Where Shame Lives
Shame is one of those words that elicits a strong visceral reaction from our body and mind. Probably just reading that one word you may have noticed yourself wanting to stop reading this blog (avoidance) or your stomach cringing (psychosomatic symptom expression). Shame is often associated with feelings and emotions we try to block from our conscious mind because if we were to feel them, the pain would be too overwhelming. Shame is not visible like depression (lying in bed or crying) or anxiety (not being able to sit still or shortness of breath), but one could argue that it impacts our mental health all the same. But feelings are fundamental to the way we experience our humanness in the world and to live without them would be living in a world that is simply black and white.
Shame is an emotion that thrives in darkness and isolation. Shame grows and spreads when we feel that we cannot tell people what we are experiencing, thinking, and feeling because we are afraid others will judge us. In therapy, I see this with the patients I work with who are seeking treatment for depression, martial conflicts, stress, anxiety, and the list could go on and on. But there is a collective experience that all these patients (and almost every person in the world) have in common; they all feel that if they shared what is troubling them, no one would love them, understand them, or care for them.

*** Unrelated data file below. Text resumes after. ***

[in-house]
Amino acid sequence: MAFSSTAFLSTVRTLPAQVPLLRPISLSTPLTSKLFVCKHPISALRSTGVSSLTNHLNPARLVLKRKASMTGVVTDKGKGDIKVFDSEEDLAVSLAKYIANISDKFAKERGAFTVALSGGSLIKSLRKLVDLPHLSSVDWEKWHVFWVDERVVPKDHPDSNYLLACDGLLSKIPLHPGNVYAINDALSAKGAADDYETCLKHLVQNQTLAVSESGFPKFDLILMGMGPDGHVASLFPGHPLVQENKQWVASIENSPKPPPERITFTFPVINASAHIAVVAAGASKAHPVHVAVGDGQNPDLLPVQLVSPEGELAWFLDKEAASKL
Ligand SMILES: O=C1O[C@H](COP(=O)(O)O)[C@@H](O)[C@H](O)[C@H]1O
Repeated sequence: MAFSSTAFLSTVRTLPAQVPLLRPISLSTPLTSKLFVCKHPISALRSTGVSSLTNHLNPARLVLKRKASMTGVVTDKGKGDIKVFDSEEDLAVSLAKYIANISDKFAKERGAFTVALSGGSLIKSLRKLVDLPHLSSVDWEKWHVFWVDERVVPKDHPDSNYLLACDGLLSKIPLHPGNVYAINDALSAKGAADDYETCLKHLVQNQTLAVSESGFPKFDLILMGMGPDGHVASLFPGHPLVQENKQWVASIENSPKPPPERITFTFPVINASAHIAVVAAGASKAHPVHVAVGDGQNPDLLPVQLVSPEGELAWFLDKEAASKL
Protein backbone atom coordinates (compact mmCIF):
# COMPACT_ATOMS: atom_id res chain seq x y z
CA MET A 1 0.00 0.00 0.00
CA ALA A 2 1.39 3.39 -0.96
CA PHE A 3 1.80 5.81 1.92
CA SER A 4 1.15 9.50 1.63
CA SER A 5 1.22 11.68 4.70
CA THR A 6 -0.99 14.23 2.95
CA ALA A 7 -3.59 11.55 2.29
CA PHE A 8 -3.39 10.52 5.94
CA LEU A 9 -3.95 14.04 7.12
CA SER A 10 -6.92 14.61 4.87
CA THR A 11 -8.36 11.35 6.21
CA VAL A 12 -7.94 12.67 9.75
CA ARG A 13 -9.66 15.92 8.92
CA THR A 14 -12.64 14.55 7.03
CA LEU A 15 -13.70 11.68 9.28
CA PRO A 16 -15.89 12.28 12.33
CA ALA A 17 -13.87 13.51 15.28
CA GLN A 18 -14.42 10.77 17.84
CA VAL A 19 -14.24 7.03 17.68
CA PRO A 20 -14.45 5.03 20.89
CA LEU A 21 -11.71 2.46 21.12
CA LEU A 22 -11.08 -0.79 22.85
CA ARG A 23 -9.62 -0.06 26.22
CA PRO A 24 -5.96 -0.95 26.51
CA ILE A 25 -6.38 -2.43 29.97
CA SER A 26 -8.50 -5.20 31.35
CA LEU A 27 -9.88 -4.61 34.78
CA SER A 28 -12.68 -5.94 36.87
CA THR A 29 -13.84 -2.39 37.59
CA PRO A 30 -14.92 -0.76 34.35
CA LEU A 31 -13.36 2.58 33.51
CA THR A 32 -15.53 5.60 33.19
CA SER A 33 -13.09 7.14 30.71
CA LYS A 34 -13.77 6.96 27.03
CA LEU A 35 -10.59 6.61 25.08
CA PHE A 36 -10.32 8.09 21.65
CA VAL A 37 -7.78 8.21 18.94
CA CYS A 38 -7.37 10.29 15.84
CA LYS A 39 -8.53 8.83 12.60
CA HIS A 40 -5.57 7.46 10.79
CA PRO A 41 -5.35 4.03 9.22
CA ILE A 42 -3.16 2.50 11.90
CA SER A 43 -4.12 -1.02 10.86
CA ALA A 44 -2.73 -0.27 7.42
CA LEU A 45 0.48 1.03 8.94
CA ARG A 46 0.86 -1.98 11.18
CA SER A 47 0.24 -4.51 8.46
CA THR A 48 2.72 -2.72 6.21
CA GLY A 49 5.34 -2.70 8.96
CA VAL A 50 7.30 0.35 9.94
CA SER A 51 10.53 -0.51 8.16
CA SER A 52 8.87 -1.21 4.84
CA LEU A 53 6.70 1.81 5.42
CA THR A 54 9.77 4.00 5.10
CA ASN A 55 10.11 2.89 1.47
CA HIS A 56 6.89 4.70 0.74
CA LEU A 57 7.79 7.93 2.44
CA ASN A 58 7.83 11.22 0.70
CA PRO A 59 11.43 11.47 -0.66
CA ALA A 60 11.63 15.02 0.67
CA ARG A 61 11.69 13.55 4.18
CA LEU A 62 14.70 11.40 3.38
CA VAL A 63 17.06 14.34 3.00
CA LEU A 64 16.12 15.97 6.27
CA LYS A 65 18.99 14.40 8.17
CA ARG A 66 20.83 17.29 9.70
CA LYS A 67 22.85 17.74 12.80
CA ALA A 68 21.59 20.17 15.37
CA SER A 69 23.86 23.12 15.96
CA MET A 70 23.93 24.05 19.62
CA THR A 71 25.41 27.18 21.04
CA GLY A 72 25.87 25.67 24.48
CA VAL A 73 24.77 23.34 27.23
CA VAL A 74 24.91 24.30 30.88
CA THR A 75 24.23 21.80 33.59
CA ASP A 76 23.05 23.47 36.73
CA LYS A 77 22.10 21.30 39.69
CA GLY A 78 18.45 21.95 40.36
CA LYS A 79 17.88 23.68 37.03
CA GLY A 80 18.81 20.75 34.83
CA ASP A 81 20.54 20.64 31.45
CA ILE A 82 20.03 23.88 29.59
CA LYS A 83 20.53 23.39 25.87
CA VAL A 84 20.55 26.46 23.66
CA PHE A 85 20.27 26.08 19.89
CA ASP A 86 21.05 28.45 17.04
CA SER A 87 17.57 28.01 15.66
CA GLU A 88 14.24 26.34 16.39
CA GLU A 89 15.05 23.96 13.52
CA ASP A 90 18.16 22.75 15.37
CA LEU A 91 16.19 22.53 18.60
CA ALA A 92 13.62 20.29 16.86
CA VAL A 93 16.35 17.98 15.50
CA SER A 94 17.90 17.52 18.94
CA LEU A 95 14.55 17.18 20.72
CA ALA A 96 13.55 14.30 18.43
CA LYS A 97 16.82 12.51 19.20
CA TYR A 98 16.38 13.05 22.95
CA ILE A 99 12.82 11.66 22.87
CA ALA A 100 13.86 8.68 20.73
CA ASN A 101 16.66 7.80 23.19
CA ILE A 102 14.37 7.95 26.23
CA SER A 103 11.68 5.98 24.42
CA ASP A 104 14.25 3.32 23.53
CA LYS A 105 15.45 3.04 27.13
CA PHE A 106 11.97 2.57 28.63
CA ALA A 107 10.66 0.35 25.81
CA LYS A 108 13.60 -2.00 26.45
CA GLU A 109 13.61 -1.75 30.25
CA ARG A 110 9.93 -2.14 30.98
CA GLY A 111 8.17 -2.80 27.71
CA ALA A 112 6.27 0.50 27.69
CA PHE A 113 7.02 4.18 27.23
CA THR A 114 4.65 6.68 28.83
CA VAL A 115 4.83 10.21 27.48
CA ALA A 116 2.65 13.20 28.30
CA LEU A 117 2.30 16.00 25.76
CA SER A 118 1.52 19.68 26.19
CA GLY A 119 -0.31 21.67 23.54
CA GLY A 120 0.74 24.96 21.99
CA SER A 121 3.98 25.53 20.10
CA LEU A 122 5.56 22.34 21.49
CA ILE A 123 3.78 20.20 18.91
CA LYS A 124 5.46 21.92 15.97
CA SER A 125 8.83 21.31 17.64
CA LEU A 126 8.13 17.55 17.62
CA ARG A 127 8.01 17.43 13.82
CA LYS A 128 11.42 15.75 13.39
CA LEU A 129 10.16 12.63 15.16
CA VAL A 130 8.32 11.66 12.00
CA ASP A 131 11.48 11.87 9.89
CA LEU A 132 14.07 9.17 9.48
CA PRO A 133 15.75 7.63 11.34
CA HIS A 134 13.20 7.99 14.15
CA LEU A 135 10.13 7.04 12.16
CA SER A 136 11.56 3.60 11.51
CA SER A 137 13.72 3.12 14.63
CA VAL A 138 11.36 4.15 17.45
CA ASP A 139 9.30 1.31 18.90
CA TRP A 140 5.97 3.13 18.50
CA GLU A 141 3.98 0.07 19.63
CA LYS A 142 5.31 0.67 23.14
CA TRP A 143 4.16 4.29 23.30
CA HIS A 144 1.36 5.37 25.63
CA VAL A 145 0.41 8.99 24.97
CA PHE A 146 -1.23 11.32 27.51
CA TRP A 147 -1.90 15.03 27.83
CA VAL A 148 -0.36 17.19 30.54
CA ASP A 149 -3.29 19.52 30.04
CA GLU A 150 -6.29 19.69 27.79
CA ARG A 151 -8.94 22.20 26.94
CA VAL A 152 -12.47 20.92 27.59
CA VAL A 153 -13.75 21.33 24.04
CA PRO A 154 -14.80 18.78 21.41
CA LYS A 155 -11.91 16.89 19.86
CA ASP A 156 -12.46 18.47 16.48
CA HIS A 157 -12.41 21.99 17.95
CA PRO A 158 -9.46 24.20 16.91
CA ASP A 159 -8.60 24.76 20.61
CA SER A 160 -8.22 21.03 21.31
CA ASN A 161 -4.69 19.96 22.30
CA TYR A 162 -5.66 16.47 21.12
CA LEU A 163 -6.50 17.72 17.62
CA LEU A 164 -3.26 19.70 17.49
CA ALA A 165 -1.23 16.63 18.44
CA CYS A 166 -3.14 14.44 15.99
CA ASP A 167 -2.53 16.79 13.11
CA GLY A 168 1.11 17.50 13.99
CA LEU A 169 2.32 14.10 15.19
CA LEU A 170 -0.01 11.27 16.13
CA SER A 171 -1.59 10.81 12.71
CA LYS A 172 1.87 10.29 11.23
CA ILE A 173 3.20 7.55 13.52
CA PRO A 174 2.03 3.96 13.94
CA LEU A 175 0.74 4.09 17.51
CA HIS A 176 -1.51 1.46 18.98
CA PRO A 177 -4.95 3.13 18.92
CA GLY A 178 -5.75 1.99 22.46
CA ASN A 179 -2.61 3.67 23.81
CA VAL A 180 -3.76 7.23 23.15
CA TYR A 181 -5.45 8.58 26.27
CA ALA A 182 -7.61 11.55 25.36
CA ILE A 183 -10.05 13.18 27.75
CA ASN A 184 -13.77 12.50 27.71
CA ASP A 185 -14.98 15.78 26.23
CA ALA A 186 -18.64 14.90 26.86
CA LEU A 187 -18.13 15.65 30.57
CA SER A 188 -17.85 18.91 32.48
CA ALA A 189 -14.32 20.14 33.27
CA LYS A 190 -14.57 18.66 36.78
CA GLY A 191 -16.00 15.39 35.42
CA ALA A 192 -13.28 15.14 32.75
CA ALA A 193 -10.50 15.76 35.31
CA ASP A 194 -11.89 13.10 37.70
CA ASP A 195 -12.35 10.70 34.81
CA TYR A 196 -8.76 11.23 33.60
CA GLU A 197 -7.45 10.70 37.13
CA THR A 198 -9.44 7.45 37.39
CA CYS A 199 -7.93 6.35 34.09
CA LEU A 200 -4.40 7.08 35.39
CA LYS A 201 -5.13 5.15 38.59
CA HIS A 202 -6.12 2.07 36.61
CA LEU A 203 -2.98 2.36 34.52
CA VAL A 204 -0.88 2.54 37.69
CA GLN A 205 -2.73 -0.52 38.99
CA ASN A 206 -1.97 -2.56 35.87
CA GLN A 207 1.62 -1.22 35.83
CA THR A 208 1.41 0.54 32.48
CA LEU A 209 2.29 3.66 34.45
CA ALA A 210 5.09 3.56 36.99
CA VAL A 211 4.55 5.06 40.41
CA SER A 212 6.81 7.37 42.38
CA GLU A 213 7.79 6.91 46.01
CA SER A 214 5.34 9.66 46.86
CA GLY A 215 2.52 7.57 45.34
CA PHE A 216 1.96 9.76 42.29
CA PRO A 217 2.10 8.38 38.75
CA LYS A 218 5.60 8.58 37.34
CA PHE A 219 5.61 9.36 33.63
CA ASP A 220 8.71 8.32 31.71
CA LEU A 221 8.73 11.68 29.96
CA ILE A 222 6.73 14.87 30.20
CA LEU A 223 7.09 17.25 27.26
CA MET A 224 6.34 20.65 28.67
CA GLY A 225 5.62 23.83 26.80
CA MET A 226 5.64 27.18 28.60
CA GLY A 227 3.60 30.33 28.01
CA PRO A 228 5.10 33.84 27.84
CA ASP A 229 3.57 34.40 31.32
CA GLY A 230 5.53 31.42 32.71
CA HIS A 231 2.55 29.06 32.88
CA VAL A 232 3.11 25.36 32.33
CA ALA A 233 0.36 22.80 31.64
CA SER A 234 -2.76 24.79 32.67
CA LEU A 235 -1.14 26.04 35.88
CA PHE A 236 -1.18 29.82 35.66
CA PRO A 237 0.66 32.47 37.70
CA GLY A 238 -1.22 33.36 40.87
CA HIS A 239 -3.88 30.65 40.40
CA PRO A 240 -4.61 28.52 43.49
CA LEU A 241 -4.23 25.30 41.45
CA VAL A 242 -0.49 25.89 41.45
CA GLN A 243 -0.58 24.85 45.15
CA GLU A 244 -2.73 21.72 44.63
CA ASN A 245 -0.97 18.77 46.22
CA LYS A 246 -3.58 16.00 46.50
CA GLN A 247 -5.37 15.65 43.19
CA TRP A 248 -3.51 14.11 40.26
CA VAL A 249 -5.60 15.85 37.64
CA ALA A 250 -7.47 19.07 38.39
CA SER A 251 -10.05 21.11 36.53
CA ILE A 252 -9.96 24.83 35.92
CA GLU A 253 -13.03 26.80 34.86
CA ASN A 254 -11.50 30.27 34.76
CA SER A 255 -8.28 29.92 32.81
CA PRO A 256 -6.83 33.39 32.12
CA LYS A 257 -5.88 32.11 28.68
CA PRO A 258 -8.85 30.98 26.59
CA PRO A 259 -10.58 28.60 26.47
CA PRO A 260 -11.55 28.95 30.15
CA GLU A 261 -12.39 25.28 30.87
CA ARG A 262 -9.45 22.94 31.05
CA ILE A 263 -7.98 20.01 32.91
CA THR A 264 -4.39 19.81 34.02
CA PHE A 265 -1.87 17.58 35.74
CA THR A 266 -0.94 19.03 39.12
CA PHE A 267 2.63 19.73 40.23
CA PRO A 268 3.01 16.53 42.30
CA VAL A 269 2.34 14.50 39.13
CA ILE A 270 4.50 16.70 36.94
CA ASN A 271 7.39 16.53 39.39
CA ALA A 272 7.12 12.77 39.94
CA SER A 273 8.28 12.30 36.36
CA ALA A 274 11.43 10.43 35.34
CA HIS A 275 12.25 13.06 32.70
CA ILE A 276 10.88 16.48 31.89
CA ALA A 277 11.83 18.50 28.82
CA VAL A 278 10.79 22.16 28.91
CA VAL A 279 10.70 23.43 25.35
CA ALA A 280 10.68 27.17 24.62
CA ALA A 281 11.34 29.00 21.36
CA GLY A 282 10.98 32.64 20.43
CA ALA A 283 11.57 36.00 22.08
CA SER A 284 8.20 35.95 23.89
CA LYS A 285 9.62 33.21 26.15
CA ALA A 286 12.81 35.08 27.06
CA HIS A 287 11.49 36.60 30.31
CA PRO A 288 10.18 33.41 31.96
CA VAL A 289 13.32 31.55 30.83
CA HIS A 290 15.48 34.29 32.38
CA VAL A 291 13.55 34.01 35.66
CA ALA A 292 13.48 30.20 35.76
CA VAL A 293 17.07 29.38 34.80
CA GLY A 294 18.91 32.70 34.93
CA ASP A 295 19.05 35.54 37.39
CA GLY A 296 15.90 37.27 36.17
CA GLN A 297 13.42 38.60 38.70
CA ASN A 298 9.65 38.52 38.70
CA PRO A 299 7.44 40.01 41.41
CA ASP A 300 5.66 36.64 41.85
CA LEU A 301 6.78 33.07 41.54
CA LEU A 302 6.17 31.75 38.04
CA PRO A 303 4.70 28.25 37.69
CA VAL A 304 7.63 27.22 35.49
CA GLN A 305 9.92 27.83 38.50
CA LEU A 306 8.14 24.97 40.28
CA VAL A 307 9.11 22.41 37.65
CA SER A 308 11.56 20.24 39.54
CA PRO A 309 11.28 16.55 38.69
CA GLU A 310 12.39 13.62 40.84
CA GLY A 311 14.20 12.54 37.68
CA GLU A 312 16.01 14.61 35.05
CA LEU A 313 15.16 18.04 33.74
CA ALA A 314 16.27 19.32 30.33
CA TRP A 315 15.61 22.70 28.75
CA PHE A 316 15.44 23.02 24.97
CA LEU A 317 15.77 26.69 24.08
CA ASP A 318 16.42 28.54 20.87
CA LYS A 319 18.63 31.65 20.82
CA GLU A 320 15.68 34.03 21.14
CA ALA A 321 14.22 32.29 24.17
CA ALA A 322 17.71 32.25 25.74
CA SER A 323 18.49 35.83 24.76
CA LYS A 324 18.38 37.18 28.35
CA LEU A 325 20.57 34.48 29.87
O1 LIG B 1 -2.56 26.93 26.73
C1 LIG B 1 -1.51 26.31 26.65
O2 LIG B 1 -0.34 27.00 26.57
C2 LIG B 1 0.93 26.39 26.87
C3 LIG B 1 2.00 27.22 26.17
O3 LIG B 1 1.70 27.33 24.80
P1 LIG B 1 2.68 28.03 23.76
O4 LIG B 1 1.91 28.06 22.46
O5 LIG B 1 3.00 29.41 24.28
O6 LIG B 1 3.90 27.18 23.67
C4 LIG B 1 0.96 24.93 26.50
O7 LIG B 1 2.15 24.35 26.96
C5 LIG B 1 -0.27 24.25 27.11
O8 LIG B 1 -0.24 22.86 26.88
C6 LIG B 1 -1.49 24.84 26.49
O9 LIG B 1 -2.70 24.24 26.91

Shames can be associated with such primary emotions as: anger, fear, disgust, sadness, surprise, and even happiness. But what moves us away from these six primary emotions are the experiences we have had make us feel that if someone saw our true self, we would not be viewed in the same way. We believe our partners would not love us anymore or we should not have received that job promotion. If you ask anyone if they have felt shame, notice their reaction and I bet you can notice their face and body speak things to you that words could not even begin to describe. But the questions is, how do we get rid of shame, or at the very least, take away its power?
When working with people in therapy, one of the most powerful things I can do is empathetically listen to one’s life without judgment. It is not just the years or education and clinical rotations that have made me a better psychologist, but the ability to truly understand the elements that make us human. From mistakes, to regrets, to sadness, to uncertainty, people hide these parts of themselves because to show them to anyone else would be incredibly scary. In therapy, myself and other therapists are given the gift of listening to another person without judgments, but instead with supportive and caring stance.
Shame is the mold and decay that lives within the walls of our houses, apartments, and lofts. The most effective way to remove all of the mold is to open the walls and let the light in. When this happens, the light can begin to shine on that dark and lonely place. And because of this, we are able to reunite with the loved ones and their understanding that they have been to that same place too. That you are not alone in that feeling we try so hard to hide ourselves from.